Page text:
La Lucha Sangucheria
Cost: 8 soles (chicken sandwich)
Where: Pasaje Champagnes 139
By my second evening in Lima I’ve given up looking for good cheap food, and so I pick a hole in the wall that gives to a pedestrianised street. From the hostel you could almost see it, tucked down an alleyway on the other side of the plaza. La Lucha Sangucheria is effectively a sandwich bar, a hole in the wall, made to feel like a fairground stall by its large spherical lamps. The workers wear quaint white hats and buttons done all the way up to the top, as if they were all real chefs and not just people required to place things between pieces of bread. I end up eating here twice, the second time is worse because I choose the cheapest thing: chicken put through a shredder which comes out tasting something like tuna.
The passageway is full of marble tables which serve as seating for those eating their basketed sandwiches, and also as the headquarters of the local chess club. As I write 4 matches are going on simultaneously. All the players have their special bag carrying the pieces and a timer. I am reminded of the women in the milongas (the tango clubs) of Buenos Aires, who would arrive in flat shoes and then remove from their bag glittering high-heeled tango shoes. Sometimes during the evenings you’d see a lady purposefully striding down the street with the telltale bag bouncing from their shoulder and you’d see them in a different light; suddenly they were holders of an intimidating and seductive power, about to pass through a nondescript door into that magical world of melancholy and passion in the gloom. The chess players did not quite have the power of the tangoing women, and yet there was something rather wonderful about seeing these – mostly old – men arrive and unpack these weapons, these physical manifestations of their intellect.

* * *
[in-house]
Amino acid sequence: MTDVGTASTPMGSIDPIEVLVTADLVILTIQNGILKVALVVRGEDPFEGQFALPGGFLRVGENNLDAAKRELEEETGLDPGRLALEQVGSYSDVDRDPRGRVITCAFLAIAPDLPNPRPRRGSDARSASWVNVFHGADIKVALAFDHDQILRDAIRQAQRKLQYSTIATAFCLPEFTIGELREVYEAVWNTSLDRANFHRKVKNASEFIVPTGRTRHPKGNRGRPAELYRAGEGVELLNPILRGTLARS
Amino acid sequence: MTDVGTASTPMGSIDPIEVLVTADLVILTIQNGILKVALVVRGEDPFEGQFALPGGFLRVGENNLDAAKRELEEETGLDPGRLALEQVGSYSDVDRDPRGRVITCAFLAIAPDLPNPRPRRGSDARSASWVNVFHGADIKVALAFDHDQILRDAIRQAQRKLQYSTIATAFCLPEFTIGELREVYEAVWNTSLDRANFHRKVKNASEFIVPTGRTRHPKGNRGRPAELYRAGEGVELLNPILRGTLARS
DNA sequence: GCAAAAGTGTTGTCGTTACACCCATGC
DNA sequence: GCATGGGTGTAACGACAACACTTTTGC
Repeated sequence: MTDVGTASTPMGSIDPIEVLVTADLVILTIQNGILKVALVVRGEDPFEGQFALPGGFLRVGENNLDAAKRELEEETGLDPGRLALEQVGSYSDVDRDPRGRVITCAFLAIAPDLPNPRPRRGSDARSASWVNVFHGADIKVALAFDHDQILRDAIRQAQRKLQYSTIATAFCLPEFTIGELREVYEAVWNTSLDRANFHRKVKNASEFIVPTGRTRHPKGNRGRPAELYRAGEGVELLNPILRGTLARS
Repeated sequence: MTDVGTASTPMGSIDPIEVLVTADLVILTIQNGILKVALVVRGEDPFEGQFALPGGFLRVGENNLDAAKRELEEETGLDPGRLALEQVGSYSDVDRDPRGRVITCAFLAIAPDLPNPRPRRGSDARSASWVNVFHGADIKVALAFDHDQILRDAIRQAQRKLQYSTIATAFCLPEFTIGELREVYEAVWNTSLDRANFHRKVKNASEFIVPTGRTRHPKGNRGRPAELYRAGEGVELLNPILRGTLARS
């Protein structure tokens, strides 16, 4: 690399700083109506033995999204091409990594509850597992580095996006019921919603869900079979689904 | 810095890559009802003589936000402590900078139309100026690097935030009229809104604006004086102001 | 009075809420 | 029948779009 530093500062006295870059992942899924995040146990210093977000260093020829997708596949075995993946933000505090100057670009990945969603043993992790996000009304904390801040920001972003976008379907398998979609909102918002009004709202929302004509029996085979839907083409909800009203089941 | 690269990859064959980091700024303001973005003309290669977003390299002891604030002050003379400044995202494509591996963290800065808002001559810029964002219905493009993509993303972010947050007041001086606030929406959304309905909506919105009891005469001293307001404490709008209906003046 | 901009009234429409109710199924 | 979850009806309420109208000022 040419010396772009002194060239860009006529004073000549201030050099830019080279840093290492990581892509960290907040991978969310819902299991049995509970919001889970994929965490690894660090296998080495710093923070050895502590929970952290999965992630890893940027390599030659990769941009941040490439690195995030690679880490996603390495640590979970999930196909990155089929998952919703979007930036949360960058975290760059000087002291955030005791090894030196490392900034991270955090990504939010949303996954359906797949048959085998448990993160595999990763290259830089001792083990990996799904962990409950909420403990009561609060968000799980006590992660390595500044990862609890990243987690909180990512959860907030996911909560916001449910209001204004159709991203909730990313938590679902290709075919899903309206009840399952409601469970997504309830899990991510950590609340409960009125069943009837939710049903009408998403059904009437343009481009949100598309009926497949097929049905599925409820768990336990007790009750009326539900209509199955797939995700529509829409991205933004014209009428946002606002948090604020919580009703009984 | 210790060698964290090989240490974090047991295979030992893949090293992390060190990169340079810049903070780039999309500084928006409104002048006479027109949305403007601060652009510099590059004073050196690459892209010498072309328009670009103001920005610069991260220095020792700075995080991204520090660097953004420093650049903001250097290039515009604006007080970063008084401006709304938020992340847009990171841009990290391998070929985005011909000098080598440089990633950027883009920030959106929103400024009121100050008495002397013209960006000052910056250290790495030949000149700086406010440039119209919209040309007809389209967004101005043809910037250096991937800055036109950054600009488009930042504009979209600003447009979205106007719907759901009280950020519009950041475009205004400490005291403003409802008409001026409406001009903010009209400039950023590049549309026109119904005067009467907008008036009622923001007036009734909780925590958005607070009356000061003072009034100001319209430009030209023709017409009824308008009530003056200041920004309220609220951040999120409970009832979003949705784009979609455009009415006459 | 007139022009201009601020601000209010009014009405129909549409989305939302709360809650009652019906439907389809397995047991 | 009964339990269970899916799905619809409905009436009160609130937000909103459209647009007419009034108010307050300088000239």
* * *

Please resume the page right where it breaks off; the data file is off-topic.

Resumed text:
Other men stand around the players in silence watching and nodding. One player resigns and leaves his seat to be replaced by another, one of the watchers. They setup quickly, all in silence, and the winner peers over his glasses at the new challenger, makes his move, and sniffs his hand. An older man – white hair, glasses and over-wide brown corduroy trousers – comes and stands over the challenger’s right shoulder, stamps his feet against the cold, and when the challenger looks at him disapprovingly he goes and stands by another old man wearing a red baseball cap and thick square glasses that make his eyes large. They exchange a couple of short sentences and then return to silence.